Starting from D12, the subject-matter of claim 1 of the main request differed from the known method of D12 in that the bonding agent was provided as a solution prepared by dissolving the curable perfluoroelastomer and the curing agent in a solvent. No example was provided that showed an effect of this difference so that the problem to be solved was seen as to provide an alternative to the method of bonding a perfluoroelastomer material of D12. D10 disclosed a process for bonding cured perfluoroelastomer to itself using a perfluoropolymer bonding agent in a solvent. The perfluorinated thermoplastic bonding agents used in this process were uncured copolymers of the same general chemical composition as the cured perfluoroelastomer to be joined. Using a solvent to prepare a bonding agent used in a method for bonding a perfluoroelastomer belonged to the normal practice of the skilled person. The claimed subject matter therefore lacked an inventive step.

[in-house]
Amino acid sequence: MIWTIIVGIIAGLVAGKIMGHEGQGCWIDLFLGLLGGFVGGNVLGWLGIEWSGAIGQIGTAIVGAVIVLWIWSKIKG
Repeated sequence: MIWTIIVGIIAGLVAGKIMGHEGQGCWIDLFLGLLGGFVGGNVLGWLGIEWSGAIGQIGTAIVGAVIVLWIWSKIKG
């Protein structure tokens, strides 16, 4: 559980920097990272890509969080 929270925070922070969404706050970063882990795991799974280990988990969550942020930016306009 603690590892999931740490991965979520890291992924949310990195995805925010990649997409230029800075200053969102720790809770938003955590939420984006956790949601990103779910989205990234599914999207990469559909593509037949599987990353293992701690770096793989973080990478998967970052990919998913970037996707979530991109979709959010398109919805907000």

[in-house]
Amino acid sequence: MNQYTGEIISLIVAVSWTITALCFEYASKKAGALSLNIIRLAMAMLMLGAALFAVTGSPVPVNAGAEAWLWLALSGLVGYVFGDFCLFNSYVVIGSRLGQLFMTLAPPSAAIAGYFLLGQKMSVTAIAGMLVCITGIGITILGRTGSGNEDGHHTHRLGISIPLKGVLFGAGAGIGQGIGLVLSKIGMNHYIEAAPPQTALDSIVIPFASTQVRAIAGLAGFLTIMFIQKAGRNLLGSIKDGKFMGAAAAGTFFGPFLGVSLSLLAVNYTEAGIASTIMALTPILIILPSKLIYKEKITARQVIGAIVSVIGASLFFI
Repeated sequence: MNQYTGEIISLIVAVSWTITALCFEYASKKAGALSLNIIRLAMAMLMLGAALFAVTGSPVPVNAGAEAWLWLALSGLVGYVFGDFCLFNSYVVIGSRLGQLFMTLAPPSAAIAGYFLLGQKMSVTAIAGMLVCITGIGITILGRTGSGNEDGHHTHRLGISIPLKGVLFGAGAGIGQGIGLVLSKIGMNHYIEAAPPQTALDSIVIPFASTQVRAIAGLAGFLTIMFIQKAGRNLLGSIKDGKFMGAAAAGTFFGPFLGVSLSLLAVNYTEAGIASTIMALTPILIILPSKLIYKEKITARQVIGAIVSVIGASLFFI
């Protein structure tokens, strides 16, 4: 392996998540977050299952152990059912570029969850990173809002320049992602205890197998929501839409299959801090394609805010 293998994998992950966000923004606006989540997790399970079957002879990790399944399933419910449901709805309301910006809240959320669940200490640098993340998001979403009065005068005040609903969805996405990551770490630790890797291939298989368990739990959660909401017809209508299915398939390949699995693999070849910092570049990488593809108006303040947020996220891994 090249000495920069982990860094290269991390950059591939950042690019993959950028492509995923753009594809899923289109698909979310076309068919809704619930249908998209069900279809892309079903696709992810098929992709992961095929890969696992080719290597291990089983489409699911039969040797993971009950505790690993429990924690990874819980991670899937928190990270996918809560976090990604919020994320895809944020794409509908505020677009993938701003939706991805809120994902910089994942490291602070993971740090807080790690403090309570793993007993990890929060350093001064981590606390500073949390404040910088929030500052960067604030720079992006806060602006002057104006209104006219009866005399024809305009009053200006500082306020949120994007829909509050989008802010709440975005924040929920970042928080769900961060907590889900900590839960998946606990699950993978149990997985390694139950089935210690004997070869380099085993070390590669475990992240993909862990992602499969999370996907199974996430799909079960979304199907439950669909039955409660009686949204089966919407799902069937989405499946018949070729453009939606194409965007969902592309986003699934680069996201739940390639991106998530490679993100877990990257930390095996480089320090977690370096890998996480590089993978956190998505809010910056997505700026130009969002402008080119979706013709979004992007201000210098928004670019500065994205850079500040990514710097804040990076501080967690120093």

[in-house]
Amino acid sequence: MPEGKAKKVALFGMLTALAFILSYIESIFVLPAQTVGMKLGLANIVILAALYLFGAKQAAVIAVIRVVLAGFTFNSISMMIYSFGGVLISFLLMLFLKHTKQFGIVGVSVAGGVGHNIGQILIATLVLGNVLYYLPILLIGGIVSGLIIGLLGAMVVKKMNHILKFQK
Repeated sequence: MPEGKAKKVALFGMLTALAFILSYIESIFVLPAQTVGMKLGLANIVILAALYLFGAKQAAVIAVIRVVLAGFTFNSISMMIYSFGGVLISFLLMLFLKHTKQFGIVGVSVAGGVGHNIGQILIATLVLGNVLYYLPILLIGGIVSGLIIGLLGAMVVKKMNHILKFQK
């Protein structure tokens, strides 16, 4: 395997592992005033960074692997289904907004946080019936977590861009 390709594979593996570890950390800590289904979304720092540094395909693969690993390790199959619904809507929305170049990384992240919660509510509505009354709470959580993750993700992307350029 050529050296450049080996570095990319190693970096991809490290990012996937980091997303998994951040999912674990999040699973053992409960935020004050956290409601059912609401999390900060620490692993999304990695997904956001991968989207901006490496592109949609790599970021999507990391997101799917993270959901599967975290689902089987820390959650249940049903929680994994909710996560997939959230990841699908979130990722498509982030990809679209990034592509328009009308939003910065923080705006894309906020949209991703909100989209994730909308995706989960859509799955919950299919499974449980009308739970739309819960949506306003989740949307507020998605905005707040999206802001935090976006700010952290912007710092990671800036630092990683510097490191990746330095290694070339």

III. Documents D10 and D12, which were relied upon in the decision, were also relied upon in appeal.

IV. The applicant (appellant) lodged an appeal against the decision of the examining division and submitted with the statement of grounds of appeal a main request (corresponding to the request filed with letter of 25 October 2013) as well as an auxiliary request. Claim 1 of the auxiliary request read as follows (additions as compared to claim 1 of the main request in bold):

"1. A method of bonding a perfluoroelastomer material to first surface (13a, 13b; 22a, 22b), comprising:

(a) contacting a first surface with a bonding agent comprising a curable perfluoropolymer and a curing agent, wherein the bonding agent is a solution prepared by dissolving the curable perfluoroelastomer and the curing agent in a solvent; and

(b) curing the bonding agent to form a perfluoroelastomer material that is bonded to the first surface;

characterized in that the first surface is a surface of a cured perfluoroelastomer member and the perfluoroelastomer material formed is a perfluoroelastomer weld and in that step (a) further comprises placing the bonding agent also in contact with a second surface and step (b) further comprises curing the bonding agent to form a perfluoroelastomer weld between the first surface and the second surface, wherein upon curing the perfluoroelastomer weld comprises essentially the same perfluoroelastomer as the cured perfluoroelastomer member."